Italian Studies 24, Section 1
The Mafia: History and Fiction (1 unit, P/NP)
Professor Mia Fuller
Thursday 9:00-10:00, 6331 Dwinelle Hall, Class number: 46609
Everyone loves the mafia –at least in films, on television, and in books. Why? And what is 'the' mafia? In this seminar we will explore fictional and non-fictional explanations of the mafia as an originally unique, Italian phenomenon, and as a closed social, economic, and psychological system based on brutality and secrecy. Our materials will include a few essential readings with discussion of classic films and TV representations.
Mia Fuller, Ph.D. Berkeley, is Associate Professor of Italian Studies. She is a cultural anthropologist who has combined fieldwork and archival research in her studies of architecture and city planning in the Italian colonies between 1869 and 1943. Her book on the subject, Moderns Abroad: Architecture, Cities, and Italian Imperialism, was published by Routledge in 2007. She is also the co-editor (with Ruth Ben-Ghiat) of Italian Colonialism: A Reader (Palgrave, 2005). Currently, she is preparing an ethnographic, architectural, and oral-historical study of the Fascist-era 'New Towns' built in 1930s Italy. Instructor Bio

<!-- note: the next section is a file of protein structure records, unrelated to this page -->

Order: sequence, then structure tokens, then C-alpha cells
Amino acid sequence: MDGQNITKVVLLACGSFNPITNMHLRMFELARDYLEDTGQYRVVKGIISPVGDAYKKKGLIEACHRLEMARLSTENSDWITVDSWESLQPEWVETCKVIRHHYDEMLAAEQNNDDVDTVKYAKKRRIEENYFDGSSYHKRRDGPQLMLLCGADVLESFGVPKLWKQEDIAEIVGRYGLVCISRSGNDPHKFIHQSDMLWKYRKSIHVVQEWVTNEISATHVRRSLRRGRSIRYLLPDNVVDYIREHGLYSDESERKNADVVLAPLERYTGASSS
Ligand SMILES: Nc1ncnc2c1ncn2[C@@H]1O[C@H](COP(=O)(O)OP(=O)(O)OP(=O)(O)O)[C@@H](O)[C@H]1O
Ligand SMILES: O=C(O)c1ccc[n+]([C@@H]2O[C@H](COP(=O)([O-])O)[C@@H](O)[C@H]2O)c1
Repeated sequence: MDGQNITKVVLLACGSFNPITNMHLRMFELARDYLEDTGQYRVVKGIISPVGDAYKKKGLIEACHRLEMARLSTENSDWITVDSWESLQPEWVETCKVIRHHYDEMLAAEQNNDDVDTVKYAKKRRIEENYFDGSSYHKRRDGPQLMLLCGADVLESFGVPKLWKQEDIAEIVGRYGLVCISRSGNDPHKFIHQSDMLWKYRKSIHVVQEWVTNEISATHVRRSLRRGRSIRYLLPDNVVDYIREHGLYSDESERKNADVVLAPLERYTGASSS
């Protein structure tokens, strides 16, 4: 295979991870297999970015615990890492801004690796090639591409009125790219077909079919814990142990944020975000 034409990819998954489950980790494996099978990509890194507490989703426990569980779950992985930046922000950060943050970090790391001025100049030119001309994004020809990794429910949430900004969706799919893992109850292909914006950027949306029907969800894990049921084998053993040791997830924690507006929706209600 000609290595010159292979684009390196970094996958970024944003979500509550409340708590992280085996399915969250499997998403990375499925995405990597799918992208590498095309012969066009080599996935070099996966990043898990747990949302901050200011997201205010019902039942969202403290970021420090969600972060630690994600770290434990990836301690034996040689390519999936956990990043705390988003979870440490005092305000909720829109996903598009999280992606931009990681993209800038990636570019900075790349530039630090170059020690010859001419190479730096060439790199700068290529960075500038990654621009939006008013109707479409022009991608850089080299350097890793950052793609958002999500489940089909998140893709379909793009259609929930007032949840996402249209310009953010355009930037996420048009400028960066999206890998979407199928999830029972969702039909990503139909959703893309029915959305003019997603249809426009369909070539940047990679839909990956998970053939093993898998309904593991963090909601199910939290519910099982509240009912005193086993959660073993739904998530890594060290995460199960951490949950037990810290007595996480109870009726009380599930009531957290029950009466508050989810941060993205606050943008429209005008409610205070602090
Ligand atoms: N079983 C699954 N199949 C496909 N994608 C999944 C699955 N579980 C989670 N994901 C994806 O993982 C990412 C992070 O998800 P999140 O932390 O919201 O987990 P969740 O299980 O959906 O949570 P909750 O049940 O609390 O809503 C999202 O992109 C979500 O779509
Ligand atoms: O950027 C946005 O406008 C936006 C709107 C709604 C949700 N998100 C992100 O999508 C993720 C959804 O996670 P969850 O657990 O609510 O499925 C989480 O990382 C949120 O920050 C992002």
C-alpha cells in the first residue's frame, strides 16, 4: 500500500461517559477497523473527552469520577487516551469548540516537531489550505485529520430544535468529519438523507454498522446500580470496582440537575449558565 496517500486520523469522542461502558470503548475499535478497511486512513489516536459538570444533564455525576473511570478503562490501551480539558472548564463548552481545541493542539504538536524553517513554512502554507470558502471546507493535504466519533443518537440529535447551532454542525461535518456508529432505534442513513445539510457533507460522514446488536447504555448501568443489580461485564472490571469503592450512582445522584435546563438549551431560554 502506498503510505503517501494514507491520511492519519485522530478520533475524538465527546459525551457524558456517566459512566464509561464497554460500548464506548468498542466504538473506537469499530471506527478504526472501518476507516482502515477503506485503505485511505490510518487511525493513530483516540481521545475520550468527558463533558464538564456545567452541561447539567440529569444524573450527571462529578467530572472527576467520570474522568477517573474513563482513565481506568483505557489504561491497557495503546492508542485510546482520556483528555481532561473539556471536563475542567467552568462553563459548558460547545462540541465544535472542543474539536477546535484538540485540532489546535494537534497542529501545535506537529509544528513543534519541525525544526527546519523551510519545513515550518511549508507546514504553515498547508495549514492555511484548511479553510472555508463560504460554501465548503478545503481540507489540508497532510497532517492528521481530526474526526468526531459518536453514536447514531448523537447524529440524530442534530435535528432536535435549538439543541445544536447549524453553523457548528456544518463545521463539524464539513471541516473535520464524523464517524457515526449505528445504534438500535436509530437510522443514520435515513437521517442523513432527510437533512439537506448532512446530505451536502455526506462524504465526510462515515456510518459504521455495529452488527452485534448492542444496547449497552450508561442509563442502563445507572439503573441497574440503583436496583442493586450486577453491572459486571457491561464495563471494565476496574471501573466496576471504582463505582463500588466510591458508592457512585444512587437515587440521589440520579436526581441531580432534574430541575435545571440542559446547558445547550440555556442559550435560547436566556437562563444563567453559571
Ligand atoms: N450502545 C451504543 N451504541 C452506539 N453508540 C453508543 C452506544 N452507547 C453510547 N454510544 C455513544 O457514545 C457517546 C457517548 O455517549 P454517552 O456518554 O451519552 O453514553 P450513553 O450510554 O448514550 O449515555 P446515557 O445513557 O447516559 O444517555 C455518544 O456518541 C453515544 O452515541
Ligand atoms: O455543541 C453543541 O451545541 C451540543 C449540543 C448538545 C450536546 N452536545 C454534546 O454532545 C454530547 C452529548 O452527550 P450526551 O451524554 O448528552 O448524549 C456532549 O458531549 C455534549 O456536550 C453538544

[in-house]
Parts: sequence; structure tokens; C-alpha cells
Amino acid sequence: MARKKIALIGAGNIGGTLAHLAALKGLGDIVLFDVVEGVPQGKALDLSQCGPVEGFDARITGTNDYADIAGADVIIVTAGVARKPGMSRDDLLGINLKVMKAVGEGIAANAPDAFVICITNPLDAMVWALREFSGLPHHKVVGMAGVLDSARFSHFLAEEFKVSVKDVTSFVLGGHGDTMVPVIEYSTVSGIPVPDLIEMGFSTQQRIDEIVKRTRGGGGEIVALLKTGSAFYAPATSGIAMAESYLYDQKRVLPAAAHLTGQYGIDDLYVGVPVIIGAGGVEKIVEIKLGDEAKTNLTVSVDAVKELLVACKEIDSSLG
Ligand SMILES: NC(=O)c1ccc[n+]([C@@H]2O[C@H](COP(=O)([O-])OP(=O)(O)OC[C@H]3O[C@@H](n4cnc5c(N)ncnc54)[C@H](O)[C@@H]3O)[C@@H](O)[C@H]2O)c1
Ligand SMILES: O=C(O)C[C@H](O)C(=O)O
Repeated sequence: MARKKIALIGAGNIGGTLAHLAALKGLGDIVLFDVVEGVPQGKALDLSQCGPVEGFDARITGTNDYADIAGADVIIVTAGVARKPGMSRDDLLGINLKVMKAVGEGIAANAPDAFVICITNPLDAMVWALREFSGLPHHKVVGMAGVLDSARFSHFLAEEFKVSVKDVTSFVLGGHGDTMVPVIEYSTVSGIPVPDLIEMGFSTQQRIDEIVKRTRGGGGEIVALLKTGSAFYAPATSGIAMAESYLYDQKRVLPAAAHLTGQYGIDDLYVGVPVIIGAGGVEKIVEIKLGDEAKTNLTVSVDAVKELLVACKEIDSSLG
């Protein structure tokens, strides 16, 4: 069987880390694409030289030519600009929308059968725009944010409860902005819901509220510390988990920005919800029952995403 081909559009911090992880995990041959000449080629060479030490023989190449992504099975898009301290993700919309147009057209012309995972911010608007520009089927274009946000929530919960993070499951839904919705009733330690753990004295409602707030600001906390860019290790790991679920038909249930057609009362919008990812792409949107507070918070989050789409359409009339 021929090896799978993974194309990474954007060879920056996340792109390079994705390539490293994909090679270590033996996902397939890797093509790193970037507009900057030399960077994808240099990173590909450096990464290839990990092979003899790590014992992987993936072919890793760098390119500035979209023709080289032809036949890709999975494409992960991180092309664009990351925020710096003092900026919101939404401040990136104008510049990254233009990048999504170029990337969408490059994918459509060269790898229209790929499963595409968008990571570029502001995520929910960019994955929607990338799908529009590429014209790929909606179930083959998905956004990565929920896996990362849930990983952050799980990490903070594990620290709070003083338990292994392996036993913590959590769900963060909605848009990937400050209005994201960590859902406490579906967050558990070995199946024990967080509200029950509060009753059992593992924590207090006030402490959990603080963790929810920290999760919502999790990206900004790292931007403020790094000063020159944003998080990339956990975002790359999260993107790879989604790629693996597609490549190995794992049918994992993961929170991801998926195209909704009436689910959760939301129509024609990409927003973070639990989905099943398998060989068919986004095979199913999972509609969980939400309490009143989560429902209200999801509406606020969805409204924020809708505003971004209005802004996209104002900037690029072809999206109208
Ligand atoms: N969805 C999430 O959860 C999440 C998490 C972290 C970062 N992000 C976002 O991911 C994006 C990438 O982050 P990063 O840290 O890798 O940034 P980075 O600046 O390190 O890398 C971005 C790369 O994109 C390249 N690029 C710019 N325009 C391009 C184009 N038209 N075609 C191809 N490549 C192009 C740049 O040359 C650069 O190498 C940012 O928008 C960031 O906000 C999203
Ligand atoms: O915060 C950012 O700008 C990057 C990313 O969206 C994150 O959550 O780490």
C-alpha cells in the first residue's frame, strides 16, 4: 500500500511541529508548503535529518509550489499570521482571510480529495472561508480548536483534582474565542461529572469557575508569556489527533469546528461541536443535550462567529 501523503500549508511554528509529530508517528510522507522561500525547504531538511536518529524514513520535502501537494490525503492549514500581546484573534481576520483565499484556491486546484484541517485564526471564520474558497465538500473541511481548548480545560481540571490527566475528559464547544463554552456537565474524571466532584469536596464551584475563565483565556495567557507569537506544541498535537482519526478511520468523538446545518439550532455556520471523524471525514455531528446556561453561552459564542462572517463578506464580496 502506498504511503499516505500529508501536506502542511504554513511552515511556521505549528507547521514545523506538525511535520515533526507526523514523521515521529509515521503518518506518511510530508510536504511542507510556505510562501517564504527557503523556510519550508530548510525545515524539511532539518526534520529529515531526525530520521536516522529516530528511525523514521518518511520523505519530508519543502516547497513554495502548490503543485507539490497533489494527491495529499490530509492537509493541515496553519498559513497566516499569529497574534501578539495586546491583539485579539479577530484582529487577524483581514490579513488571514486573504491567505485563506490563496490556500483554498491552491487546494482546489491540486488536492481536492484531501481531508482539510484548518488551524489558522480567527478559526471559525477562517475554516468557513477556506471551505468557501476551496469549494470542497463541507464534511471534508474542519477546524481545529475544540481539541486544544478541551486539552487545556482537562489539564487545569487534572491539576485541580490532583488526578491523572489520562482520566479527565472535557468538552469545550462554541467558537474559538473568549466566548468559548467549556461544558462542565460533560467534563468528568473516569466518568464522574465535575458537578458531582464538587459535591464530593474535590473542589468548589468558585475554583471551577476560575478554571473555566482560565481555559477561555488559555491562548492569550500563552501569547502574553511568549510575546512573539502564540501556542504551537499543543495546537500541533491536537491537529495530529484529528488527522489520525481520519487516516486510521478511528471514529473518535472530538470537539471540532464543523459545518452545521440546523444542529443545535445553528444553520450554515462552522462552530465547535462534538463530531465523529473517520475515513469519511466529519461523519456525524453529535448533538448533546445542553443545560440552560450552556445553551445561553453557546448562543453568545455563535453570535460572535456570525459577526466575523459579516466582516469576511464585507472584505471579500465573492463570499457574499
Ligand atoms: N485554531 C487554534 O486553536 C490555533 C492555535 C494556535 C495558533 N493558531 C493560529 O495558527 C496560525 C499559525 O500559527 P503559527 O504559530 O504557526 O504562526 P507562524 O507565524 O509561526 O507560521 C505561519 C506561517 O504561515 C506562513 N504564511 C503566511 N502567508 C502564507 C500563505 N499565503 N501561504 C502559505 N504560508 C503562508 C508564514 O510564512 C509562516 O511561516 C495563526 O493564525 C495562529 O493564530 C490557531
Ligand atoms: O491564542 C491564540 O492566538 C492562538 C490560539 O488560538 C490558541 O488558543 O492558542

Faculty web site: http://italian.berkeley.edu/people/profile.php?id=19